Conditional ethics

We have written about several problematic Biden nominees for high level positions: Neera Tanden (who is probably not going to make it), Xavier Becerra (who might not), and two DOJ nominees, Vanita Gupta and Kristen Clarke (neither of whom should make it). Vivek Murthy, Biden’s selection for Surgeon General is another nominee to watch.

Murthy, whose hearing is on Thursday, served as Surgeon General under President Obama. It’s impossible to claim that he’s not qualified to hold that position now.

However, Republicans will likely be united, or close to it, in opposing Murthy’s confirmation because of what he did as surgeon general. Most notably, Murthy advocated treating gun violence as a public health problem. That may well be reason enough to oppose him if, like me, you believe this amounts to straying well outside of the Surgeon General’s lane.

But Democrats control the Senate, so the real question is how Senate Dems view Murthy. Some may have concerns about him. Here’s why:

Murthy was paid millions of dollars last year [actually around $2.6 million, according to the Washington Post article I’m quoting from] in coronavirus-related consulting for Carnival Corporation’s cruise lines, Airbnb’s rental properties and other firms, in addition to collecting hundreds of thousands of dollars in speaking fees from dozens of organizations, according to ethics documents that Murthy filed this month.

The disclosure caught the attention of longtime health policy hands — saying that Murthy has the most financial entanglements of any surgeon general pick in recent history — and of watchdogs who raise questions about how credible he would be as a spokesperson on the pandemic response and presidential adviser.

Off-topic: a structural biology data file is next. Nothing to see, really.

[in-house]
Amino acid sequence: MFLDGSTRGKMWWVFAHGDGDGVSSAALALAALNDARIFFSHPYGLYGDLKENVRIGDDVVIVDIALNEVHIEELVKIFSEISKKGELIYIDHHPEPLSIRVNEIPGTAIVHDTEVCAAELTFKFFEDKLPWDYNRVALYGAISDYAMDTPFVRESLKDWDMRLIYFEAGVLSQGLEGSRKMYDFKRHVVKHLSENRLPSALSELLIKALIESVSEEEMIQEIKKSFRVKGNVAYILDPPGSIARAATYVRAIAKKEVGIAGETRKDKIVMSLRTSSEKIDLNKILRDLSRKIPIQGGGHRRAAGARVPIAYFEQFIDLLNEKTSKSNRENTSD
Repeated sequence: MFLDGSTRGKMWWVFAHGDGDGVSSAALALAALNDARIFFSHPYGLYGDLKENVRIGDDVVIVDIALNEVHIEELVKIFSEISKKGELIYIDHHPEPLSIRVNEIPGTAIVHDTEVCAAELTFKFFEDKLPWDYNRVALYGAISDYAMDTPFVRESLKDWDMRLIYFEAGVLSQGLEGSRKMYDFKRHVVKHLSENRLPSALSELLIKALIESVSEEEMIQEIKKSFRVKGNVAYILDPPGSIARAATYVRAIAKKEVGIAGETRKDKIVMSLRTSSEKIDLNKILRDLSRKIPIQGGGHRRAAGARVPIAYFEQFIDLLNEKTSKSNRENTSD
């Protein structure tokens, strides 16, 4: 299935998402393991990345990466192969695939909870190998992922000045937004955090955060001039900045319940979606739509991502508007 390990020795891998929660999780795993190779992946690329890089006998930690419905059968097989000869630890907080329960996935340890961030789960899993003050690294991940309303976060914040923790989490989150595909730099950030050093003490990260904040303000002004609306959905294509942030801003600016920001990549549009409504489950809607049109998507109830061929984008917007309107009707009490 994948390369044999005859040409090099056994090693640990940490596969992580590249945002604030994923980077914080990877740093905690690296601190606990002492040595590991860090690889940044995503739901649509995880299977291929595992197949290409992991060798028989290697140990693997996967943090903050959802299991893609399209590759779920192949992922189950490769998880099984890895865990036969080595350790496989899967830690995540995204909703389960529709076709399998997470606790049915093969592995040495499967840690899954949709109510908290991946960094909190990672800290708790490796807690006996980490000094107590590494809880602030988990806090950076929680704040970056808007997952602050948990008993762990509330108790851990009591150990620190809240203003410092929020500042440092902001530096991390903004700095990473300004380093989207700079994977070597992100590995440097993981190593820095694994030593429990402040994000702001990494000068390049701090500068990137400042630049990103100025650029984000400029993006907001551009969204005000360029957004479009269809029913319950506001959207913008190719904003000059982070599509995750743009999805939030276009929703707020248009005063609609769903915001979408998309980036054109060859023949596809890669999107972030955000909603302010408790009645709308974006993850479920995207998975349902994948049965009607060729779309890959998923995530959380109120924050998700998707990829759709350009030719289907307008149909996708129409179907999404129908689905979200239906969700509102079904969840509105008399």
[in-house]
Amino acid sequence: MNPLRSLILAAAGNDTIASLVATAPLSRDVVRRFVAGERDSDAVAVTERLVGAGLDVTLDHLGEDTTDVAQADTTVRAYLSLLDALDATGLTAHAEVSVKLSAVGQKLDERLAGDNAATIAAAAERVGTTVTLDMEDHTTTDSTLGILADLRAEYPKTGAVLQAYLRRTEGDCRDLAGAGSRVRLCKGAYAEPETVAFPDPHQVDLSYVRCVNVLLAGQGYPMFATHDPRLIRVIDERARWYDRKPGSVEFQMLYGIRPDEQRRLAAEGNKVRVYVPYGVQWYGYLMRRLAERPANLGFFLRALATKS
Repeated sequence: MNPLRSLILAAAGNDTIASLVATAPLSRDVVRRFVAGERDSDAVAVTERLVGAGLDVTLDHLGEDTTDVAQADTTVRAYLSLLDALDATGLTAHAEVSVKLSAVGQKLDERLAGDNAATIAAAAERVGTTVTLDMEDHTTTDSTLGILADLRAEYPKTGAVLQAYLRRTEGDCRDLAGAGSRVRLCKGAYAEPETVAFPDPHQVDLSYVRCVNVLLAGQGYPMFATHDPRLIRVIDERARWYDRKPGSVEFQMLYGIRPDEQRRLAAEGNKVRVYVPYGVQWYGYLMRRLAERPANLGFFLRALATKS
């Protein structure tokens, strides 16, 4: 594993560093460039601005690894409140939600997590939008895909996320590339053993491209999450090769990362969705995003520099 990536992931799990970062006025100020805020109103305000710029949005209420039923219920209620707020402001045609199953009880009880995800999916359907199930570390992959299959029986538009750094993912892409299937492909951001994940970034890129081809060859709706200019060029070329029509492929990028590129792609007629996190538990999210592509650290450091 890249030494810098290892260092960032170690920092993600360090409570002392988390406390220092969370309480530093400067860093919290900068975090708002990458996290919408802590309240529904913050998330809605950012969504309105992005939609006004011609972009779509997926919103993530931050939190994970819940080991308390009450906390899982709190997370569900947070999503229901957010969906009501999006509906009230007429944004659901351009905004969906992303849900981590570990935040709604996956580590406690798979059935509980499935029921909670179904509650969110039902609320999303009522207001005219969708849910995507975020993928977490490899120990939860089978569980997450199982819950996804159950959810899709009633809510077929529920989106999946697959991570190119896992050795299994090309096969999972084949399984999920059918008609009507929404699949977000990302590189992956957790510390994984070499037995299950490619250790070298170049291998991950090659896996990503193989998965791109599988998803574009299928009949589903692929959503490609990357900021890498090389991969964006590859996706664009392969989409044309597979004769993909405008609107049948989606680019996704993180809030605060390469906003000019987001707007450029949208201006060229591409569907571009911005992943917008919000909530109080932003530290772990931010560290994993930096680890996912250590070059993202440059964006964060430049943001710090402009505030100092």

My view is that Murthy’s ability to rake in fees for consulting and speaking is not grounds for nixing his nomination. There’s nothing unethical about what Murthy did.

It’s true, apparently, that much of the high-paying work Murthy picked up came after Joe Biden, with whom Murthy has a close relationship, all but clinched the nomination. But it’s still possible that Murthy provided real medical value to Carnival and Airbnb. Stranger things have happened.

Regardless, Murthy has pledged that, if confirmed, he will not participate in matters involving his former clients for one year unless authorized to do so, and in the case of certain matters, for two years. This kind of pledge has, until recently at least, been good enough to satisfy Senators from both parties.

The problem for some Senate Democrats is their stance on such questions when Trump nominees were before them. The Washington Post observes:

On Capitol Hill, Murthy’s consulting work has created an awkward situation for Senate Democrats who attacked Trump’s health nominees for their corporate ties but have been silent on Murthy.

For instance, Sen. Elizabeth Warren repeatedly highlighted the financial entanglements of former Food and Drug Administration Commissioner Scott Gottlieb, even after he left office and joined Pfizer’s board. “This kind of revolving door influence-peddling smacks of corruption,” Warren wrote in July 2019, three months after Gottlieb had resigned from the FDA.

Warren’s office did not respond to repeated requests for comment about Murthy’s financial disclosures.

In the end, the Post expects Murthy to be confirmed on a strict party line vote, with Kamala Harris breaking the tie. That sounds about right.

At one level, this is reassuring. It’s good to be reminded that Democrats don’t really have anything against an entrepreneurial guy making big bucks. It’s just unfortunate that their tolerance for this extends only to fellow Democrats.

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